Present Day, April 14th, 2018

My daughter is a sophomore at NYU. She also interns (and has interned) with organizations which focus on the rights and advocacy of individuals based on gender, race, and mental health based issues.

Recently, she was researching CIT (Crisis Intervention Team) New York Police Department trained officers. These are police officers specifically trained to assist with situations involving mental illness, development disability or emotionally disturbed peoples. Following are some of the statistics and bullet points from her research. Take them for what they are worth as food for thought and information to ponder in our modern-day struggle to provide quality assistance and help to people struggling with mental health and in crisis situations.

  • In 2016 in NYC there were 157,000 calls involving people in mental crisis.
  • The NYPD cannot guarantee that CIT-trained officers will be deployed to incidents involving people in mental crisis.
  • The NYPD currently handles more than 400 mental health crisis every day.
  • Currently, data collection regarding mental health crisis is fragmented across departments.
  • The NYPD currently trains between 20-25% of officers. This training lasts for 40 hours over a 5 day period.
  • The NYPD does not currently have the capacity to track the special skills of officers. This includes not only CIT but also language skills, domestic violence training, etc.
  • Nationwide, in 2016 police officers shot and killed at least 251 people who had exhibited signs of mental illness.
  • The addition of a CIT coordinator would: consistently connect with the community, serve as a liaison with outside agencies, be available to make training adjustments and assist in conducting data analysis
  • Current NYPD policies call for assigning a “designated shooter”, but do NOT specifically call for de-escalation if possible.
  • The AIDED Card system rewards an NYPD officer by allowing them to document when an individual receives medical treatment but is not arrested. The AIDED Card system is NOT specific to individuals with a mental health crisis. Out of 157,000 crisis calls in 2016, only 19,328 AIDED cards were issued (12%).
  • Currently, just 25% (5,500) of nearly 22,000 patrol officers are CIT trained.
  • NYPD Call dispatchers receive 2 hours of CIT training out of 45 days training (.5%)
  • Even if unarmed, not violent, and willing to leave…ad individual in mental health crisis may be taken into custody.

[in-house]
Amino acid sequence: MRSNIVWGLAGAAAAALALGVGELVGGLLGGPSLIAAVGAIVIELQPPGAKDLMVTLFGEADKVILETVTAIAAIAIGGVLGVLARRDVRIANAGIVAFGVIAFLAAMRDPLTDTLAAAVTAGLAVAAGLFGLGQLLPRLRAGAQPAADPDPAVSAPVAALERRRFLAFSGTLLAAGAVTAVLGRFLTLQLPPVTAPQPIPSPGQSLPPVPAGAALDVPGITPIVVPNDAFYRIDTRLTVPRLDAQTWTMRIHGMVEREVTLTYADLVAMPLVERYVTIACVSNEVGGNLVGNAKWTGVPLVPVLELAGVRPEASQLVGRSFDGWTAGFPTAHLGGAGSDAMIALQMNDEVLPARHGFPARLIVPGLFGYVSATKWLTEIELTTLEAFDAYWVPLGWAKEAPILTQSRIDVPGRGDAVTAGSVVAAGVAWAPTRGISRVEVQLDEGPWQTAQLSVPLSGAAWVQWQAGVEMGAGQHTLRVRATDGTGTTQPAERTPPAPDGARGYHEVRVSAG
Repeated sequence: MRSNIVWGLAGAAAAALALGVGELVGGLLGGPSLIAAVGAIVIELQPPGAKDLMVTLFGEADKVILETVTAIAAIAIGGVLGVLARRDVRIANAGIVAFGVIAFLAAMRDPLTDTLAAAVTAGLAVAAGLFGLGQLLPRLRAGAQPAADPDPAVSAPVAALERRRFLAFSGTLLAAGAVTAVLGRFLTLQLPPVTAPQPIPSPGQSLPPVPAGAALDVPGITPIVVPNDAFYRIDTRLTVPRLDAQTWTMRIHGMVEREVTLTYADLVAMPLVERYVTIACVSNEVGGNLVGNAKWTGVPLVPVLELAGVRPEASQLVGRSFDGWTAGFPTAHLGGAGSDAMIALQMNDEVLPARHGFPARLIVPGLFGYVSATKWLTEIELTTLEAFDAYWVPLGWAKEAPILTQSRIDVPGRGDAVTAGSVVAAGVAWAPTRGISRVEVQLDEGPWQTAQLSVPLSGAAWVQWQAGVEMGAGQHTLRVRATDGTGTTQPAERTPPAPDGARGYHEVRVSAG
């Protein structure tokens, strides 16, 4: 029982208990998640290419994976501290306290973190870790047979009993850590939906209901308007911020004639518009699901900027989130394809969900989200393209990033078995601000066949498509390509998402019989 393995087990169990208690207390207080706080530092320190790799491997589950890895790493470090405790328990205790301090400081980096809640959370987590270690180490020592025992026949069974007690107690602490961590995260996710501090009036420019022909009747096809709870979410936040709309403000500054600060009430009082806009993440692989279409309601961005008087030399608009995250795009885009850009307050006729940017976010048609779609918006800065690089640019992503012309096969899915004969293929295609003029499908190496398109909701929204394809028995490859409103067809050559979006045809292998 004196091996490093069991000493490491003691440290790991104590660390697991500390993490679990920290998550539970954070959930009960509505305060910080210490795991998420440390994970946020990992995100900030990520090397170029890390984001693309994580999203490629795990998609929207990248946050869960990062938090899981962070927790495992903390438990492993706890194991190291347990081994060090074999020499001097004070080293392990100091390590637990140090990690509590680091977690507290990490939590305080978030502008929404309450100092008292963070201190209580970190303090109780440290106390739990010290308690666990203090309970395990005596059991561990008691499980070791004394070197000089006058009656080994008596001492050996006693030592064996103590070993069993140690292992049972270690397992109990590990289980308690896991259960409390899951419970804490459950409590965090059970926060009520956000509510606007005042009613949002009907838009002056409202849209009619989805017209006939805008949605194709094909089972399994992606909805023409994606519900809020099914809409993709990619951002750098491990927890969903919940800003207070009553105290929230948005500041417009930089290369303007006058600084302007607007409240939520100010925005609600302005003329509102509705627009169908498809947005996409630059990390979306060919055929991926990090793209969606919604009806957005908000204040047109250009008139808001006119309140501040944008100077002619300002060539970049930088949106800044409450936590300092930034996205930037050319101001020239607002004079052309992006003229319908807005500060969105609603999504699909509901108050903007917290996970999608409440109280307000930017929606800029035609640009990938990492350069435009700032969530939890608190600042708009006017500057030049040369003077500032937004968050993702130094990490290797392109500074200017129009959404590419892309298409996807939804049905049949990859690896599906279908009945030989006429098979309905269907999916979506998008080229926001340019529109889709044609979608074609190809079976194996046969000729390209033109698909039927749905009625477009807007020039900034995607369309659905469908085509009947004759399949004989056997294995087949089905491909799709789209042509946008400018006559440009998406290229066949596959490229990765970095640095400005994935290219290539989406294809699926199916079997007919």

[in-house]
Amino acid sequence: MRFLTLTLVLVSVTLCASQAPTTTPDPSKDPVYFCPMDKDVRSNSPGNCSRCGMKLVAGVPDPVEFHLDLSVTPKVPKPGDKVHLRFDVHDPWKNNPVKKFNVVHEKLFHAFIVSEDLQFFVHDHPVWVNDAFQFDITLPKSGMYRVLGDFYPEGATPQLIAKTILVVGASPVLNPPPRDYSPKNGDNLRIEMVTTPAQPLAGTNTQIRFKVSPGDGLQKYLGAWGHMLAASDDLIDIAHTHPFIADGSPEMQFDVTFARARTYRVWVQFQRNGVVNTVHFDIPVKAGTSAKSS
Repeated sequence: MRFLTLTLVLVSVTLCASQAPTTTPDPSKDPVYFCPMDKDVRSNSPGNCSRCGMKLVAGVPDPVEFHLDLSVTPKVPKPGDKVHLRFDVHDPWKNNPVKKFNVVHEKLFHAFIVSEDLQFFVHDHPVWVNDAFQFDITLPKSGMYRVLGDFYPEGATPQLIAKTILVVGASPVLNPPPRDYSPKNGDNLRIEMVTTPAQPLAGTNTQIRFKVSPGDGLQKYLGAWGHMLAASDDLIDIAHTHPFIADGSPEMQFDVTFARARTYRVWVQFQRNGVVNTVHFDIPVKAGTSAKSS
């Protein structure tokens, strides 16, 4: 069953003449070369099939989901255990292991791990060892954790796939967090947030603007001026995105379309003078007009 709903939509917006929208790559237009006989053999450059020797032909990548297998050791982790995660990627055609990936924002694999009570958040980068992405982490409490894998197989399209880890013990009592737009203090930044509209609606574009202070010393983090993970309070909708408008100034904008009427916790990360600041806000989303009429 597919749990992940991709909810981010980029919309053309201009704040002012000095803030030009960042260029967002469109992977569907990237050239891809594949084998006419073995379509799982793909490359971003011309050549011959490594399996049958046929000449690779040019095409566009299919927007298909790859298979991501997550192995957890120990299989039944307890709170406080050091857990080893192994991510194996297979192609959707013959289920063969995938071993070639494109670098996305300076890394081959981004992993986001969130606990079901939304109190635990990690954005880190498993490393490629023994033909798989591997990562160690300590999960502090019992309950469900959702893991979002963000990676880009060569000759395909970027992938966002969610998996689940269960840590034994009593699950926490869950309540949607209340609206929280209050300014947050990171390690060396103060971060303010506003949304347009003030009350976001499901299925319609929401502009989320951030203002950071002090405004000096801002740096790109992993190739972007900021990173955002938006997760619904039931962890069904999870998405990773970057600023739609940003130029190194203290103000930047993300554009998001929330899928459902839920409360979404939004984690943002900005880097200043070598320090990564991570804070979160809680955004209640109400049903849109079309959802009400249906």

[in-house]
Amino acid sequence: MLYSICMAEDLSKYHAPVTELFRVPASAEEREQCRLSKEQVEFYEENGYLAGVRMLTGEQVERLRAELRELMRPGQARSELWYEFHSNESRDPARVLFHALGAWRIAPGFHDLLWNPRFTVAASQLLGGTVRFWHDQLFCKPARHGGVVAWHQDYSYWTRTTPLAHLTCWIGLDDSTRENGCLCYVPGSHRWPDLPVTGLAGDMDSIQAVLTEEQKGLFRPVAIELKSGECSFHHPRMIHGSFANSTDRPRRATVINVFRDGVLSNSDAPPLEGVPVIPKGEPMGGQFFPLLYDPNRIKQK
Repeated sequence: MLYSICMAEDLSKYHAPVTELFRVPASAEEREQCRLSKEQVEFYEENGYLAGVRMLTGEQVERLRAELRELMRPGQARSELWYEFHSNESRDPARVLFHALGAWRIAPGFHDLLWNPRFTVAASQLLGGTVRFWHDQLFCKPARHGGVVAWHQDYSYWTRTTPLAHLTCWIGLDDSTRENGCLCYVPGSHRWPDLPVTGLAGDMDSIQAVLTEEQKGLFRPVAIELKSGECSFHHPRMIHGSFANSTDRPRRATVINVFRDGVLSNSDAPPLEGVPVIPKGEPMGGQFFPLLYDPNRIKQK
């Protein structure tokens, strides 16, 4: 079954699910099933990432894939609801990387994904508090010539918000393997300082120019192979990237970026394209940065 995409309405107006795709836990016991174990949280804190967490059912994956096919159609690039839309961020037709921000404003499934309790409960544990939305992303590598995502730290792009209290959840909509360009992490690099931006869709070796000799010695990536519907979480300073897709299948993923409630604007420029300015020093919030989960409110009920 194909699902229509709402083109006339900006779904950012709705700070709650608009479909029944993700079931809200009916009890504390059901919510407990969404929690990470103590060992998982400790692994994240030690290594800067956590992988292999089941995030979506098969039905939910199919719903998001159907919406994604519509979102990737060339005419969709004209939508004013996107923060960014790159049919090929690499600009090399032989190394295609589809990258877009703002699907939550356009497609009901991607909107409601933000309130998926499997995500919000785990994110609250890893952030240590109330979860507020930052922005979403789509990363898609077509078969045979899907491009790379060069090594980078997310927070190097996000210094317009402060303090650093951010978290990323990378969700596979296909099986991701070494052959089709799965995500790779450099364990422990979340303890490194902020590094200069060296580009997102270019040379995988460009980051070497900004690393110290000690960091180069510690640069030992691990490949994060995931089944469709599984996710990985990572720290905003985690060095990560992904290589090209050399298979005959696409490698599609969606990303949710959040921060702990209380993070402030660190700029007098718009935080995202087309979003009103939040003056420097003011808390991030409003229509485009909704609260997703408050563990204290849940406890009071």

Present Day, March 4th, 2018

As someone with a constantly racing mind, a new found practice of mindfulness has been a welcome place of rest. It is still very much a “practice” for me, and one that I struggle to successfully achieve for as short as a 10 minute period. However, I look forward to it each and every day and feel the calmer for it on the other side. At the same time, it does cause me a significant predicament.

I think we are all wired and prone to have an acute awareness of contrast. For example, severe changes in the weather. The audio launch of a rock concert. A bite into a particularly spicy dish. From level ground to a steep incline during a forest hike. We tune into these things, and they cause a sensory response in our bodies. Be it touch, hearing, taste, or even sight and smell. Contrast is simply a part of how we differentiate and how things are set apart in our minds and feelings.

The practice of mindfulness magnifies a rather extreme contrast in my living environment. I am already rather introverted and silent. I already value solitude and quiet above the average person. And I already struggle with the, at times, lack of appreciation other people might share for these same qualities. Couple that with the “contrast” of mindfulness sessions to regular life…and I can go from a state of peace to set on edge pretty rapidly. I know, totally contrary to the whole purpose of my mindfulness practice.

In fact, just finding a peaceful and alone time or location to engage in as little as a 10-minute meditation can be a challenge on some days.

The company I work for is owned by a Japanese corporation and therefore utilizes many of their workplace ideals. One example is the open workspace. Picture Dunder Mifflin from “The Office”. No cubicle walls. No offices except for the few at the top of the food chain. It is also a bi-lingual environment. Meaning that I am often working at my desk with a full volume conversation taking place over my left shoulder in Japanese, and a full volume conversation taking place over my right in English. Mind you, neither of which involve me or are of any importance to me. This environment makes my lunchtime mindfulness session 1) invaluable and 2) often immediately forgotten upon returning back to work. The contrast can be overwhelming.

This is my predicament. The practice designed to bring me peace can highlight an overall lack of peace. The practice designed to help me with a singularity of focus can highlight an ever run amuck mind. The practice designed to calm my life can often do little more than emphasize a greater lack of calm in my moment to moment existence.